My first partridge of the year

Kevin Stenberg

Well-Known Member
10 minutes ago I was reading CB site and it smashed into the window 5' from me. It scared the bejebers out of me!
It is now resting on my counter preparing to get dressed for supper.
 

S Mac

SW Mo
One way to save on lead. Don't guess I've ever seen a partridge, don't think they live around here.
 

KHornet

Well-Known Member
In Pa when I lived there had one fly thru the neighbors garage into the window on the
back side. Broke a hole thru the window about 4" or so in dia, and was dead about
5 feet on the ground on the other side. Have no idea how fast a pat would have to
be going to do that, but it would be pretty fast.

Paul
 

KHornet

Well-Known Member
I enjoyed hunting them when I lived in Pa. I lived about 200 yds off the Apalachian (sp)
trail. Could walk out the back door, and be in mountain grouse (pats) habitat in about
10 min. They are a great shooting bird.

Paul
 

Intheshop

Well-Known Member
Think woods'y background when cooking.Where does the product come from?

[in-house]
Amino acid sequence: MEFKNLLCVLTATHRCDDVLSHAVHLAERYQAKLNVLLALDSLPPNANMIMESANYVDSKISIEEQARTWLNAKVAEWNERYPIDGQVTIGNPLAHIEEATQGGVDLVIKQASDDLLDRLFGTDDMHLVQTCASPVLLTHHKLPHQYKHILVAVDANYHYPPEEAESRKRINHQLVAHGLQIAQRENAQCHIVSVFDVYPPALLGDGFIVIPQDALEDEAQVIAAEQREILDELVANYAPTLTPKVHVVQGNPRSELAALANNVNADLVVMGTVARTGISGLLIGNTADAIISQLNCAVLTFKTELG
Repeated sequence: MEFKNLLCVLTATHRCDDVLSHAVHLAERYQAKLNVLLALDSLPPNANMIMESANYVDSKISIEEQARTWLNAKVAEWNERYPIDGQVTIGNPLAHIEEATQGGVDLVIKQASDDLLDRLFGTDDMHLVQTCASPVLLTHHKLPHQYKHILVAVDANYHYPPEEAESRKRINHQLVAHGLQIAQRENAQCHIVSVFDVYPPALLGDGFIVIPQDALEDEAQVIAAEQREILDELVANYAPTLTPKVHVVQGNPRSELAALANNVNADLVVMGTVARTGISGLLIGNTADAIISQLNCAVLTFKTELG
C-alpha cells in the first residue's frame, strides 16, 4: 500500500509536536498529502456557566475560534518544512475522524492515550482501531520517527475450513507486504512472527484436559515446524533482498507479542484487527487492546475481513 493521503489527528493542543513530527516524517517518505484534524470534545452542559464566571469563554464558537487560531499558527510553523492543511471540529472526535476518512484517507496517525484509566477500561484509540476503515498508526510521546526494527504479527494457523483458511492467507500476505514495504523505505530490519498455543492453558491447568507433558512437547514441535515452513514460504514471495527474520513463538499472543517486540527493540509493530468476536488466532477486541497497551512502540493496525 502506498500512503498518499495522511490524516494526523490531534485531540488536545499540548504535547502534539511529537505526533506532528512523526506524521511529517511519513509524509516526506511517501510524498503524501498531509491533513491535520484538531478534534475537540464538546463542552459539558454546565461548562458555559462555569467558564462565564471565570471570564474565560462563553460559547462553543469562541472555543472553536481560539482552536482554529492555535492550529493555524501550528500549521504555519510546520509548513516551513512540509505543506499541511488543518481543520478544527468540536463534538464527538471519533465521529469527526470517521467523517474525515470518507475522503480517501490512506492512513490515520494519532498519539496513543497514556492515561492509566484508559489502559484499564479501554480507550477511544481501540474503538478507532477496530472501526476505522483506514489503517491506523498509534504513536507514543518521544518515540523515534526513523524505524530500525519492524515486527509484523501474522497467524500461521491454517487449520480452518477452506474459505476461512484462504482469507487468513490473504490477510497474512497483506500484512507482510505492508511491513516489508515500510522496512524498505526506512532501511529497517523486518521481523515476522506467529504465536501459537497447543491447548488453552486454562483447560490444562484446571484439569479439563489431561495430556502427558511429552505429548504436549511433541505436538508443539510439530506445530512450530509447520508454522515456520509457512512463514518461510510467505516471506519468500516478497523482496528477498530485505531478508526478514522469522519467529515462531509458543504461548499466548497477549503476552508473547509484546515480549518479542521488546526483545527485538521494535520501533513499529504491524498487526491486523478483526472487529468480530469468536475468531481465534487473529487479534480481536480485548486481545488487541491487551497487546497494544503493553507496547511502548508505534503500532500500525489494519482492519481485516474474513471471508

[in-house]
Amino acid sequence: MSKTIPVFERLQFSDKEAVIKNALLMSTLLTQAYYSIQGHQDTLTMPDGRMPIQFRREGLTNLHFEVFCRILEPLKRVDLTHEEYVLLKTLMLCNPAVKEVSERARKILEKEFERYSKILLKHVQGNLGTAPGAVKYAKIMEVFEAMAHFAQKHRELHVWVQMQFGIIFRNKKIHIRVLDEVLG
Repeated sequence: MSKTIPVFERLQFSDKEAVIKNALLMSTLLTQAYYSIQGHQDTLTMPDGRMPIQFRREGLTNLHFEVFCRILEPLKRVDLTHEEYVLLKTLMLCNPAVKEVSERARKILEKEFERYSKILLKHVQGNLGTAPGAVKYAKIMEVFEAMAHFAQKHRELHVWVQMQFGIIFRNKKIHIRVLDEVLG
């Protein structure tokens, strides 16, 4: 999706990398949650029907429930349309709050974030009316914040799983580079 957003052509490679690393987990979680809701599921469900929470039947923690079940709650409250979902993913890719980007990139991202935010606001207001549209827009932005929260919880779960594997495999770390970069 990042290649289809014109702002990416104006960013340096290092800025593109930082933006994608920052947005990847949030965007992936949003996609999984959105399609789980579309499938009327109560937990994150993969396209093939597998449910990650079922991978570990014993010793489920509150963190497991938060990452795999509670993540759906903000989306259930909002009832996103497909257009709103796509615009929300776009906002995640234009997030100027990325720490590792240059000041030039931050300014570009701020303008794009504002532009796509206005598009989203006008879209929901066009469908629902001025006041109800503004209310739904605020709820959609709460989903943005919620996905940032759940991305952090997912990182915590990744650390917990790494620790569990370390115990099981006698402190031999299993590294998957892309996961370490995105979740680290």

Little butter,garlic,mushroom and a hint of onion.

If you really want a home run,do a mother sauce whilst lightly sauté ing the product in garlic infused olive oil.Spoon the sauce over some fried potatoes.And if you wanna cheat,encrusted almonds.

I'm not a wine drinker so a lite ale would be my choice.

An apple compote or variation would also go nicely,on the plate-up or as a dessert.

Quality wild game cooking can change how folks view hunting in general,just sayin.
 

Chris

Well-Known Member
I shoot quite a few partridge. I've gone super simple on the cooking as I think I get more of the unique bird flavor.

I breast the birds in the woods and then bone out the breast filets either side of the bone. Pound the meat slightly flat to reduce the cross section, then salt, pepper, flour. Sautee at medium heat until cooked but still juicy. Of course it can be seasoned any way you like.

Best if served with wild mushrooms. Found a dandy bear's head today, just need a bird.
 

Kevin Stenberg

Well-Known Member
Oscar Sorry but those birds are very thin skinned. Very hard to skin one and have a complete cape. If you don't mind small pieces then it is doable. The same as pheasants. Ducks they are very easy to skin.
 

oscarflytyer

Well-Known Member
looking for feathers. pieces of capes are fine. I am lucky, I have a bunch of full pheasant capes. And pieces of cape/skin that have good undamaged feathers - always useful for fly tying. I use them for my fly tying, and also for Project Healing Waters - a program that helps disabled Vets through fly tying/fly fishing.